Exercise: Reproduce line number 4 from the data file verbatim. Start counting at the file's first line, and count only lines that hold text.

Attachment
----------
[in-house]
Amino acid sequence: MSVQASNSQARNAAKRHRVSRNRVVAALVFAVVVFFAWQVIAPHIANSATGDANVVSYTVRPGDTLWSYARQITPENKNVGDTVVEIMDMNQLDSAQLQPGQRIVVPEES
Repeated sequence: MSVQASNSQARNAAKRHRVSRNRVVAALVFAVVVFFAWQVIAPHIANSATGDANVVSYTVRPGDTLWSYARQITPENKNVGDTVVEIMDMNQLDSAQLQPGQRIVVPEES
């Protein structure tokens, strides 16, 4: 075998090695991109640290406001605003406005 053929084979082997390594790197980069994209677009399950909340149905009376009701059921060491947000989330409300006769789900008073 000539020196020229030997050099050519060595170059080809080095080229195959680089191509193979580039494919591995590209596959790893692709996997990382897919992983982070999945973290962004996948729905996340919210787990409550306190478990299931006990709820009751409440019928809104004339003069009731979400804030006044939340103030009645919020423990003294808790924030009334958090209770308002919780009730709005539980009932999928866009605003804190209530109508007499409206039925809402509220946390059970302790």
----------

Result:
């Protein structure tokens, strides 16, 4: 075998090695991109640290406001605003406005 053929084979082997390594790197980069994209677009399950909340149905009376009701059921060491947000989330409300006769789900008073 000539020196020229030997050099050519060595170059080809080095080229195959680089191509193979580039494919591995590209596959790893692709996997990382897919992983982070999945973290962004996948729905996340919210787990409550306190478990299931006990709820009751409440019928809104004339003069009731979400804030006044939340103030009645919020423990003294808790924030009334958090209770308002919780009730709005539980009932999928866009605003804190209530109508007499409206039925809402509220946390059970302790």